I did have to smile at the idea that Beach’s music might have been less original had she received a more extensive musical education. Taken on its own, this is very attractive music and Beach’s craftsmanship is exquisite. Innovative it is not, however, and I am not sure how she would have been harmed by two years in Leipzig. Although the titles of these works are redolent of lilac, teas and picnic baskets, the music has more substance than that. It shows her awareness of Chopin and Liszt, and also of the impressionists. Debussy-like harmonies often appear. In fact, Debussy’s ‘Golliwog’s Cakewalk’ is frankly quoted in A Bit of Cairo. (The booklet note admits this but does not explain it.) Tchaikovsky’s piano works, most of them minor, but always diverting, come to mind. Also, one must acknowledge the influence of Edward MacDowell, particularly in Beach’s keen observation of the natural world.
The largest work here, by far, is the nine-minute Tyrolean Valse-Fantaisie, begun in 1911. This is an elegant picture postcard, with its outlines artistically softened through Beach’s harmonies and decorations. Next longest is A September Forest; more than its title suggests MacDowell. A Cradle Song of the Lonely Mother is, if not programmatic, than at least evocative of exactly that. The theme of a solitary woman returns in `Far Awa’, a transcription of a song Beach published in 1899. Although she was a widow for her last 34 years, one does not sense any self-pity in these two works, or any others for that matter. She had too much good taste for that. Good taste, then, is the banner that these works wave, although of course there will be those who wish that Beach could have been, at least occasionally, a little bad or mad or sad.
Kirsten Johnson’s playing is, similarly, a model of professionalism and tastefulness. As I wrote the last time, she `never crosses over into garishness’ and she has an intimate understanding of Beach, and of the milieu in which the composer lived and worked. She demonstrates this in her booklet notes also. Having said that, I will make the same comment about Johnson’s pianism as I did out Beach’s music: are there not times when it is good, perhaps, to run down a hill, screaming or laughing, with your hair flowing free behind you? A sense of control, in the music, and in the performances, never diminishes. Even the engineering, which is warm and never clangorous, could open up the sound a little more.
Raymond S. Tuttle

MusicWeb International – Autumn 2012

What a glorious cycle this has been. Volume 2 was one of my Recordings of the Year 2009 and its successor very nearly made it to last year’s list. Beach was new to me first time around – as was Kirsten Johnson – but the thrill of discovery was undiminished with Volume 3. I certainly hoped this final instalment – The Late Works – would be as rewarding as its predecessors, both musically and sonically. Seconds into this disc and it’s clear this is going to be yet another treat. Johnson’s intuitive, unassuming pianism is backed up by a recording of clarity and poise.
As Johnson avers in her lucid liner-notes – which strike a very good balance between description and analysis – the restless Nocturne is anything but a dreamy interlude. Beach’s writing is direct and unsentimental, with just enough harmonic sweetness to prevent the music tipping into unwelcome aridity. The Wyastone Leys acoustic brings out Johnson’s emphasis on articulation and focus. The rhythms and stentorian chords of the Tyrolean waltz-fantasy superbly wrought. That’s not to suggest a lack of charm or loveliness; the latter quality is omnipresent in The Old Chapel by Moonlight, whose soft meanderings are very atmospheric indeed. Ditto the sleep-inducing rock-a-bye of A Cradle Song and the mesmerising crystalline quality of By the Still Waters.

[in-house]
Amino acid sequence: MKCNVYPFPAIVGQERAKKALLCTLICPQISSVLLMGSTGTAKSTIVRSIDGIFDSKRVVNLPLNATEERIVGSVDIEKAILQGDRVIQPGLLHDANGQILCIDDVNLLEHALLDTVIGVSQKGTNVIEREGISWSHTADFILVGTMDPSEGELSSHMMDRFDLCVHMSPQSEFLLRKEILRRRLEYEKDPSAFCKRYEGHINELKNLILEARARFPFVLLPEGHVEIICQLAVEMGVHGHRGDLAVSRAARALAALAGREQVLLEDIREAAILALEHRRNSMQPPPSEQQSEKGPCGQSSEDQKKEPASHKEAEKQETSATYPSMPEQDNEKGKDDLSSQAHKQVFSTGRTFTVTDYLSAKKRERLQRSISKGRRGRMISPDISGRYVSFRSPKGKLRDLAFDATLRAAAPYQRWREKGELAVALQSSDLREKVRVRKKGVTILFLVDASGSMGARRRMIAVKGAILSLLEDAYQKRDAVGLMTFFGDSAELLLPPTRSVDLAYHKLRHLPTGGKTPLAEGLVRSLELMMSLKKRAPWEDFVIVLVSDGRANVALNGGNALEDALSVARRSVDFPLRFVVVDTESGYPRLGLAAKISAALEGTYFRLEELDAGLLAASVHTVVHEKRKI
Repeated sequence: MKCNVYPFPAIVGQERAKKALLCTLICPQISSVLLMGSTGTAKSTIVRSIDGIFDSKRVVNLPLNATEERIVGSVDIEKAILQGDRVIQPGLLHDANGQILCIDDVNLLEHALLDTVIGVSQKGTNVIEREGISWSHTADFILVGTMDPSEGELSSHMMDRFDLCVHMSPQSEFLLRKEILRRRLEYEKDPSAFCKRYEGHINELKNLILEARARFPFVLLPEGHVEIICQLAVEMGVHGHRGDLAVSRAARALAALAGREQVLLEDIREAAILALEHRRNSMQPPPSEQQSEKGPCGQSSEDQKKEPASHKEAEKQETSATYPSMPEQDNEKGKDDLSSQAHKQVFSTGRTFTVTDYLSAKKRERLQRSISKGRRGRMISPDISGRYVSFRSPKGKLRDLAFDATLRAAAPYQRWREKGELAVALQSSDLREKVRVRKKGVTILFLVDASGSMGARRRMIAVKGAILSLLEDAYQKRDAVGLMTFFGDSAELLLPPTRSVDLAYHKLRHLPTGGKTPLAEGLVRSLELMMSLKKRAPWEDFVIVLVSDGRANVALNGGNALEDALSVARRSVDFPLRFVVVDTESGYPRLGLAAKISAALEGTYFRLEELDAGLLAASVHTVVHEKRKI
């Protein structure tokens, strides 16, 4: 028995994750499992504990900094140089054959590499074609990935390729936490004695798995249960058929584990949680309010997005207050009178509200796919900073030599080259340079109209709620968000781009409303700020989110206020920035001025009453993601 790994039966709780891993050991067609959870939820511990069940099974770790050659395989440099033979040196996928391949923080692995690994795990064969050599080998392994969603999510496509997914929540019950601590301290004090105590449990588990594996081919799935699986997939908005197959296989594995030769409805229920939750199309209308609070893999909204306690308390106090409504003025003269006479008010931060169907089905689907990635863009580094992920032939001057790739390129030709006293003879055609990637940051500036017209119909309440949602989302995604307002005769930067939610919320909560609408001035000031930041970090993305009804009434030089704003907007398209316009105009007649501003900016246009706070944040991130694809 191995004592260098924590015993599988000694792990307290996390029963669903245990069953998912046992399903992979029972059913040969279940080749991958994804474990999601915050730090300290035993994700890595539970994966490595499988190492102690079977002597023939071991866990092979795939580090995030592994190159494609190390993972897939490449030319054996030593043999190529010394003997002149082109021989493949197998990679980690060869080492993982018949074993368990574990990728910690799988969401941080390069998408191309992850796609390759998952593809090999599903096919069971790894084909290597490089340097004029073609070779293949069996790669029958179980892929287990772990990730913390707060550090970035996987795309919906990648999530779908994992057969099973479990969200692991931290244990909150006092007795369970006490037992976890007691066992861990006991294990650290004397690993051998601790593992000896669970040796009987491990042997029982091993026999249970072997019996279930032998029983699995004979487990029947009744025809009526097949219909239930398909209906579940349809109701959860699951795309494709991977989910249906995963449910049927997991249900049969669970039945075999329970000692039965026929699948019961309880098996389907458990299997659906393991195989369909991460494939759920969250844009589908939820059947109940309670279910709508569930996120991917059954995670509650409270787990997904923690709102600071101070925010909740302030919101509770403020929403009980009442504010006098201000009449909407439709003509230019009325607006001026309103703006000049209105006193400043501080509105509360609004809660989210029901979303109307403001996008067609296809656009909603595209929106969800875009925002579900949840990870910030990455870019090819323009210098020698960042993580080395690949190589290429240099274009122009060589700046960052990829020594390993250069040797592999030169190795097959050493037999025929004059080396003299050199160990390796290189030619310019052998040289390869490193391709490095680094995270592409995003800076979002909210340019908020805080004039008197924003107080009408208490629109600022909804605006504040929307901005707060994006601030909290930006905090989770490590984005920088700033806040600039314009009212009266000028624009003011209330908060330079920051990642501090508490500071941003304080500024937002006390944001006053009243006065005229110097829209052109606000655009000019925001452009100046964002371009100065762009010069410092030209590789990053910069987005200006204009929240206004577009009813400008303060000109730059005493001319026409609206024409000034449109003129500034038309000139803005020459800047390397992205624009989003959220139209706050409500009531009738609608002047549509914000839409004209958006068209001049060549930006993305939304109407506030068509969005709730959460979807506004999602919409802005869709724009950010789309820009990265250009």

There’s an acuity of observation in Beach’s writing, underlined by the aphoristic but characterful miniatures that make up From Six to Twelve. I had to marvel at the easy rhythmic strokes of Canoeing, the point and animation in Secrets of the Attic and the warmth of A Fire-side Ceremonial. What a powerful sense of communion, of simple gifts gratefully shared. Also, style and content are always in equilibrium; the Boy Scouts March is small but perfectly formed. It’s all magically played and so beautifully recorded. I just can’t imagine Beach’s legacy better served than it is here.
There are two keen intellects at work in this repertoire; Beach, who balances outward pictorialism with disarming inner discipline, and Johnson, who responds to – and so gently reconciles – these subtle tensions. Just sample Young Birches, which combines suppleness and sinew or the brief shimmer of A Humming-bird. Even in Out of the Depths there’s a pleasing balance between scale and effect. Musical seams are never mined to exhaustion and programming – so important in anthologies of this kind – ensures telling changes of mood and tempo.
Some of the most pellucid writing can be found in the Five Improvisations. Surely this is a distillation of all that’s gone before. Easeful and inventive, this is music and music-making of joy and contentment. Indeed, as artistic summations go this could hardly be more impressive.
Music of striking character and charm, superbly played; a fitting conclusion to this fine cycle.
Dan Morgan